4 January 2016

Mozambique: Suspected Kidnap Boss Arrested

Photo: Interpol
Mozambique Republic Police escort kidnapping suspects to their court hearing (file photo).

Maputo — The Mozambican police have confirmed the deportation to Maputo of Danish Satar, one of the men believed to have masterminded the wave of kidnappings that hit Mozambican cities as from late 2011.

The arrest of Satar was thanks to collaboration with Interpol, which picked him up in Rome in November. After contacts between Interpol and the Italian and Mozambican authorities, Satar was returned to Maputo, where he arrived on Friday.

According to a report in Monday's issue of the independent newssheet “Mediafax”, Satar is currently being held in the cells of the Maputo City police command. He must now be presented to a judge to validate his detention. The crime for which he was arrested is not kidnapping, but “disobedience” - however, “Mediafax” suggests that the crimes of kidnapping and “private imprisonment” could be added to the charge, in the light of cases currently in the hands of the courts and the Public Prosecutor's Office.

Apparently Satar did not know that his name was on an Interpol watch list. When he and his wife checked into the Rome hotel, the staff did a routine search, found that he was a wanted man, and contacted Interpol.

The Mozambican police first requested Interpol assistance to track down Danish Satar in mind-2012, when he was believed to be in Dubai. According to a report at the time, carried by the independent weekly “Savana”, the police believed that Danish Satar was a middleman between the kidnappers on the ground, and the men ordering the kidnaps. One of those men giving the orders was thought to be Danish's father, Asslam Abdul Satar, last heard of living in Pakistan.

Asslam Satar was one of the masterminds of the gigantic bank fraud of 1996, in which the equivalent of 14 million dollars was siphoned out of the country's largest bank, the Commercial Bank of Mozambique (BCM) on the eve of its privatization.

The money poured out of the bank into fraudulent accounts that Asslam's accomplice, BCM branch manager Vicente Ramaya, allowed to be set up in the names of members of the Abdul Satar crime family. Key members of the family, including Asslam, fled the country and thus escaped arrest.

Asslam's brother, Momade Assife Abdul Satar (“Nini”), and Ramaya were sentenced to long prison terms for their part in the BCM fraud. By that time, both of them, plus another of Asslam's brothers, Ayob Abdul Satar, were serving sentences for ordering the murder of investigative journalist Carlos Cardoso in November 2000.

A high ranking (but anonymous) police officer cited by “Savana” said that, during the police interrogations of the arrested kidnappers, Danish Satar's name has been repeatedly mentioned. “Our investigations indicate that this young man is the main bridge between the alleged kidnappers and those who are ordering the kidnaps”, said the paper's source.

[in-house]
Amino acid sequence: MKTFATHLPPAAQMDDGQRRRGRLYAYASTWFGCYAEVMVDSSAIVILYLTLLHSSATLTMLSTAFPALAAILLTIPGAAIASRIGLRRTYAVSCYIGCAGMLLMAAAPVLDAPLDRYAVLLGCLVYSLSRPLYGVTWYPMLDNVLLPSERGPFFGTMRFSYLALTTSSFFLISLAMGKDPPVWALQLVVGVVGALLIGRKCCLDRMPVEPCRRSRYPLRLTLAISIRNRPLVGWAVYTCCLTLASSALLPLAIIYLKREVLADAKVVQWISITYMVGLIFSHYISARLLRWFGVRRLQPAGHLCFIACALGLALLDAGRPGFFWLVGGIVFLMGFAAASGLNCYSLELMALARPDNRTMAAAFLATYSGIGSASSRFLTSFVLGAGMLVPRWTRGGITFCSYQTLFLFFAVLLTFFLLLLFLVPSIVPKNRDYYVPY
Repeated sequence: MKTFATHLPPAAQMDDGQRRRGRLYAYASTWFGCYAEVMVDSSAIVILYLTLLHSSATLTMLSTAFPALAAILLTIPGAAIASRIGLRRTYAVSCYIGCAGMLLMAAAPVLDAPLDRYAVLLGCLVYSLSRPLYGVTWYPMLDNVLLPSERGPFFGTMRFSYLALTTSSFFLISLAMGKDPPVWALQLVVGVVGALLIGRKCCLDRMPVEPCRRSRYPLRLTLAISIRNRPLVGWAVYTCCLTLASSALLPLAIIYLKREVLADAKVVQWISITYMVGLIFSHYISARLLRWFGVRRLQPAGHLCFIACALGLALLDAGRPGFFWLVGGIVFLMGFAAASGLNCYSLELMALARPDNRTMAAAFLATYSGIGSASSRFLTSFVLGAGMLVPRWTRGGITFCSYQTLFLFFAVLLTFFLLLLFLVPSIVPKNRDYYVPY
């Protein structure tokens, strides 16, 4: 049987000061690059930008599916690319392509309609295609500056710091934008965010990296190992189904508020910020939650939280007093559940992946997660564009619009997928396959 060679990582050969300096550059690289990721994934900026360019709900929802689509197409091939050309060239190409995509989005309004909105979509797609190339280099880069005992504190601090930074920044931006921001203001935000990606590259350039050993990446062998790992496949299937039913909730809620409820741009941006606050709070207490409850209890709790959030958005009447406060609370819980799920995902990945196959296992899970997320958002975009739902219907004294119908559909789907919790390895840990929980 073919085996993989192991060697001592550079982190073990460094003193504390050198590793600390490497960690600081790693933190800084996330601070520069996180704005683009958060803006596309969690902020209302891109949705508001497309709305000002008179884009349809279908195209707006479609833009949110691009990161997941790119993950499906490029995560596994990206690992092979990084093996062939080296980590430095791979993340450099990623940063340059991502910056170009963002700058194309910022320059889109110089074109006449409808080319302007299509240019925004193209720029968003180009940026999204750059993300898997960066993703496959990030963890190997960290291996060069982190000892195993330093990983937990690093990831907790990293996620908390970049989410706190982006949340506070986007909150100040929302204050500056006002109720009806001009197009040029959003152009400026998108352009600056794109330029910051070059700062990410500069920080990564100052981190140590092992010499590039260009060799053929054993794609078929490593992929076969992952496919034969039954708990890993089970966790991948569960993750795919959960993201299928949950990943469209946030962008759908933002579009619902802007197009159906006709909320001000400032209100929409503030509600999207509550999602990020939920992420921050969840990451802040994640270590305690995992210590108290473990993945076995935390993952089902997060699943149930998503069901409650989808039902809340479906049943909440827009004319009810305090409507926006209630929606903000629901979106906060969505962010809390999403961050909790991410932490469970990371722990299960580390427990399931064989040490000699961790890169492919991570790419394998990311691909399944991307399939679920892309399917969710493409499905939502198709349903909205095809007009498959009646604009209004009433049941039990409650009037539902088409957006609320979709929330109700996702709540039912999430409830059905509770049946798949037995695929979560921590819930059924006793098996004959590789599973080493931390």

The police, “Savana” claims, believed that Satar negotiated the ransoms to be paid for the release of the victims, and gave the orders to release them once the money had been paid. The police searched Satar's house, in the plush Maputo neighburhood of Sommerschield, and seized two luxury vehicles, one belonging to Satar's brother-in-law.

Danish Satar has also been one of those looking after Nini Satar's business interests, while the latter serves his sentence. Nini Satar used to enjoy an extraordinary liberal regime in the Maputo top security prison, where he had no problem in obtaining mobile phones, and in using members of his family (such as his sister Rachida, his wife Sheila Issufo, and Danish Satar) to run his businesses.

However, when a major kidnap trial took place in September 2013, the accused claimed they did not know Danish Satar.

As for Nini Satar, his name too was repeatedly mentioned as supposedly ordering the kidnappings. Satar denied this, of course, and claimed that he was collaborating with the police in order to ensure the arrest of the real masterminds behind the kidnap gangs.

Infuriated by such claims, the general command of the police retorted that “Nini is not helping the police identify kidnappers as some of the press would have us believe. The sole truth is that Nini is the boss of the kidnaps, and the police will continue its role in fighting this phenomenon”.

In 2013, prosecutors tried to include Nini Satar in a list of those accused of the kidnappings. A Maputo judge, Aderito Malhope, ruled there was not enough evidence to charge Satar.

Nini Satar was released from prison in September 2014, after serving half his sentence for the Cardoso murder. His early release was justified on the grounds of “good behaviour” in prison - despite his repeated use of equipment that is banned from prisons, such as mobile phones.

Prisoners on parole are suppose to stay in the country and report regularly to the court that freed them. But the Maputo City Court - judge Malhope again - authorized Satar to travel to India for medical treatment. Once outside Mozambique Satar decided he would like to be treated elsewhere, and so he decided to fly to London. He should have reported back to the Maputo Court on 15 April 2015, but did not do so.

He is thus a fugitive, and may well still be living in London - although some of the recent photos on his Facebook page seem to have been taken in Lisbon, and he has also used Facebook to boast of regular visits to Monaco.


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